Most recently, he won first prize at the premiere edition of the MDO Montecarlo prize for the Wallycento Tango.

A member of the RORC Technical Committee and an advisor to both the US and Irish IRC owners groups, Mills has spoken around the world on yacht design and rating rules for events such as IBEX both in the US and Europe, the International Yacht Forum, and regularly at ICRA meetings.

He was one of the initial HPR Committee members who helped draft the High Performance Rule for the NYYC, and subsequently joined the Sailing Yacht Research Foundation (SYRF) Advisory Board.

This evening, he follows the likes of Julian Everitt in the RIYC’s special series of talks with some of the world most renowned yacht designers. RIYC members should contact [email protected] to attend this talk, which starts at 7.30pm this evening, Wednesday 10 June, via the Zoom platform.

Published in Royal Irish Yacht Club

A Motorways of the Sea (MoS) webinar "Shaping the Policy of a European Maritime Space – The Future of Motorways of the Sea" is to take place on Wednesday 1st July 2020 (09h30 – 11h15).

The Motorways of the Sea (MoS) concept launched in 2001, is the maritime pillar of the trans-European network (TEN-T). It consists of short-sea routes, ports, associated maritime infrastructures, equipment, facilities and relevant administrative formalities.

MoS contributes towards the achievement of a European Maritime Transport Space without barriers, connecting Core Network Corridors by integrating maritime links with hinterland. In doing so, it aims at providing more efficient, commercially viable and sustainable alternatives to road-only transport.

To registrar for the webinar, fill in the form by clicking here.

Below is a draft agenda of the Webinar

The Webinar beginning at 0930hrs will be introduced by Prof. Kurt Bodewig, European Coordinator

09h35 The new priorities of the MoS Detailed Implementation Plan 2020 and the results of its underlying study

10h00 The state of play of the CEF maritime portfolio

10h10 Round table discussion: Shaping the policy of a sustainable, smart and seamless
European Maritime Space

Topics:
• The view of a core port
• The view of a comprehensive port
• The view of a shipping line
• The view of a terminal operator

11h10 Conclusions & outlook by Prof. Kurt Bodewig, European Coordinator

End of Webinar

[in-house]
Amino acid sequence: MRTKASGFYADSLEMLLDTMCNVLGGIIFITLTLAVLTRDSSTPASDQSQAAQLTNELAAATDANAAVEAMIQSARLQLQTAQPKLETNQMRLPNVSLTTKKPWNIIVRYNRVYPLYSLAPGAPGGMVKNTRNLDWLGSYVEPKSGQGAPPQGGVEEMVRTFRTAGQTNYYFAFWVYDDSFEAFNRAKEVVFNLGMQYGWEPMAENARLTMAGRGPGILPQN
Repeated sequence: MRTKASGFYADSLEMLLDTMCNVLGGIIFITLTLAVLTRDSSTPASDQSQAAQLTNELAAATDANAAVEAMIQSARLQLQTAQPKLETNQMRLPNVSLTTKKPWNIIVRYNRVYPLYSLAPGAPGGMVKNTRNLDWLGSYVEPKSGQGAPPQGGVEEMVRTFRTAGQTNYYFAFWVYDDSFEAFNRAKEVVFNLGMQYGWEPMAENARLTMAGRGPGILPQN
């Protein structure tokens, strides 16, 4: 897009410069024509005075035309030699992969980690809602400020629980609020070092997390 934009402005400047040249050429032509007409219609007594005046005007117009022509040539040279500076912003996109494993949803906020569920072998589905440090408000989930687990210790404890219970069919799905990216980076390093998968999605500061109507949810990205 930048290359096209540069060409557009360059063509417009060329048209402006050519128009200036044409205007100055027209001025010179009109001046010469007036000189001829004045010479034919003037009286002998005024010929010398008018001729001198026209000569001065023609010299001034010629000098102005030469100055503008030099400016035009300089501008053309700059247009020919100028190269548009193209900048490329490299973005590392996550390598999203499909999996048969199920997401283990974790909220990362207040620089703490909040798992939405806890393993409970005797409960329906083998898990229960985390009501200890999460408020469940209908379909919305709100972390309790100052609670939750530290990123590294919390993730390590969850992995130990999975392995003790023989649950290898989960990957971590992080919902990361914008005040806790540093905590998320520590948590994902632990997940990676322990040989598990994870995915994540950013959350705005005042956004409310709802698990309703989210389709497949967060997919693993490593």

For much more about the MoS click their website homepage here.

Published in Ports & Shipping
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Coastal Notes Coastal Notes covers a broad spectrum of stories, events and developments in which some can be quirky and local in nature, while other stories are of national importance and are on-going, but whatever they are about, they need to be told.

Stories can be diverse and they can be influential, albeit some are more subtle than others in nature, while other events can be immediately felt. No more so felt, is firstly to those living along the coastal rim and rural isolated communities. Here the impact poses is increased to those directly linked with the sea, where daily lives are made from earning an income ashore and within coastal waters.

The topics in Coastal Notes can also be about the rare finding of sea-life creatures, a historic shipwreck lost to the passage of time and which has yet many a secret to tell. A trawler's net caught hauling more than fish but cannon balls dating to the Napoleonic era.

Also focusing the attention of Coastal Notes, are the maritime museums which are of national importance to maintaining access and knowledge of historical exhibits for future generations.

Equally to keep an eye on the present day, with activities of existing and planned projects in the pipeline from the wind and wave renewables sector and those of the energy exploration industry.

In addition Coastal Notes has many more angles to cover, be it the weekend boat leisure user taking a sedate cruise off a long straight beach on the coast beach and making a friend with a feathered companion along the way.

In complete contrast is to those who harvest the sea, using small boats based in harbours where infrastructure and safety poses an issue, before they set off to ply their trade at the foot of our highest sea cliffs along the rugged wild western seaboard.

It's all there, as Coastal Notes tells the stories that are arguably as varied to the environment from which they came from and indeed which shape people's interaction with the surrounding environment that is the natural world and our relationship with the sea.